Leigh Hunt qualified as a pediatric physiotherapist and has over 10 years of experience in the healthcare industry and the non-profit sector in both South Africa and Ireland. During her MBA at UCT, she conducted research on SE's transformation from non-profit to for-profit business models and while at Bertha has authored a comprehensive study of ECD initiatives and carried out research on innovative financing models for ECD in South Africa.
South Africa spends a significant proportion of its GDP on education, last reported at R5.99 billion in 2010 according to a 2012 report by the World Bank. In fact, SA spends perhaps one of the highest proportions of its GDP on education, compared to other African countries. In the private sector, at least R7.8 billion goes towards CSR efforts, with the majority of that funding going into various education initiatives. There is therefore a clear desire and commitment by both government and the private sector to address the issue of education in SA, and yet, SA still has some of the worst results in education.
So, a larger issue remains…how do we use the available funding in the most effective and innovative way to address the ongoing issue of education in SA? The question that social innovation is desperately needed is a foregone conclusion in education, but is there an argument for better outcomes based financial instruments? Additionally, how do we find appropriate funding mechanisms to implement the desired and very necessary changes, especially when there is significant donor fatigue and cash strapped governments? And, how can we use a financial instrument as a means to develop and build better public and private relationships in order to address the identified needs effectively?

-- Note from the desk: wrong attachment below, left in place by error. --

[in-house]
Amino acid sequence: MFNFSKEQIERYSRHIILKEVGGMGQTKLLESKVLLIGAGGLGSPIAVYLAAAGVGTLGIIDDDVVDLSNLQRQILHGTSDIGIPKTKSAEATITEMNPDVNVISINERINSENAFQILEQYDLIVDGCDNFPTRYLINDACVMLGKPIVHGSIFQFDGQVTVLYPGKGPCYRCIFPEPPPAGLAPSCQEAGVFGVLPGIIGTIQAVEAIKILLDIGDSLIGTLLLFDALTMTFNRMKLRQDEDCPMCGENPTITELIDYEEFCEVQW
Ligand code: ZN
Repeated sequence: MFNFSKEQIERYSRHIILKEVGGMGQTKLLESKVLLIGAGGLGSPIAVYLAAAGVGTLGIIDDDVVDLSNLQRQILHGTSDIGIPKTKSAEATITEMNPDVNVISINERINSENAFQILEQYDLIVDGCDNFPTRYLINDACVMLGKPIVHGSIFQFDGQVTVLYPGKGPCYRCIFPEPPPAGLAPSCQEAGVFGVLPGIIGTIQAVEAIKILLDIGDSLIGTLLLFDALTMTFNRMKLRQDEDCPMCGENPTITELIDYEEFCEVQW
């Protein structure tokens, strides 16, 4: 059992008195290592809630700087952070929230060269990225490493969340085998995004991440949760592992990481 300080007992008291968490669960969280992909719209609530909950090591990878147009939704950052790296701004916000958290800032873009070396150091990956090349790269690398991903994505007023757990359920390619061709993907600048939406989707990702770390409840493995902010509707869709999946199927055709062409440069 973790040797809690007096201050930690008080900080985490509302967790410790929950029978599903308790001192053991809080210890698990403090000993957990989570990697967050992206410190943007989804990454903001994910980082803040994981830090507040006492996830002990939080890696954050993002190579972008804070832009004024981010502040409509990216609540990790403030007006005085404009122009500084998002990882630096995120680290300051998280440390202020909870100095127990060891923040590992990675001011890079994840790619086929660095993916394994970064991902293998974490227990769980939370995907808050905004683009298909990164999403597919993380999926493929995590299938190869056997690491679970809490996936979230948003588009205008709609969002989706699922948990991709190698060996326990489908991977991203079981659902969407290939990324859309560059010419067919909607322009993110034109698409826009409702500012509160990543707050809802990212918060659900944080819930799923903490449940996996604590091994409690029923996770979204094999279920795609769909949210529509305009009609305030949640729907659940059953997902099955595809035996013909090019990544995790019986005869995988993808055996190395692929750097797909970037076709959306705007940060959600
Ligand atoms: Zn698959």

The Bertha Centre believes that in order to address social issues and foster the desired change, that we should be encouraging innovative, “out-the-box” solutions. These solutions should reward multi-stakeholder involvement and collaboration. Following these principles, the Bertha Centre has started working on how various innovative financing mechanisms may be able to assist in addressing and catalyzing social change in South Africa.
One of these innovative financing mechanisms is the Social Impact Bond (SIB). Social Finance, the organization that pioneered SIBs in the UK and is currently working with the Bertha Centre on SIBs in Africa, has defined a SIB as an outcomes-based contract which has the potential to provide “an innovative way to bring in non-governmental money to preventative services”.
Impact bonds make use of risk capital from private investors to pilot a social intervention, which has a successful track record, but has not yet been scaled. Outcome funders, like the government, commit to repaying the capital, plus returns, to the private investor only if the intervention successfully meets pre-determined outcome and output metrics – in other words, only if success is achieved. A South African SIB presents a unique opportunity to change the dynamic of how public and private capital is used to solve society’s challenges
Prototype of an Education Impact Bond
The Bertha Centre believes that faced with the challenge of addressing inadequate early childhood investment, especially for at-risk children, that a SIB has the potential to address a number of issues: the identified early childhood development needs of governments; the ongoing funding dilemma; public and private sector distrust; facilitate positive change in government policy; encourage private and public sector accountability.
There is however still much work to be done to ensure that a healthy ecosystem can be developed in order to ensure the success and creation of dozens of impact bonds in various sectors of identified need. A more detailed discussion on how SIBs may be suitable for Early Childhood Development needs in South Africa will be discussed in an upcoming blog.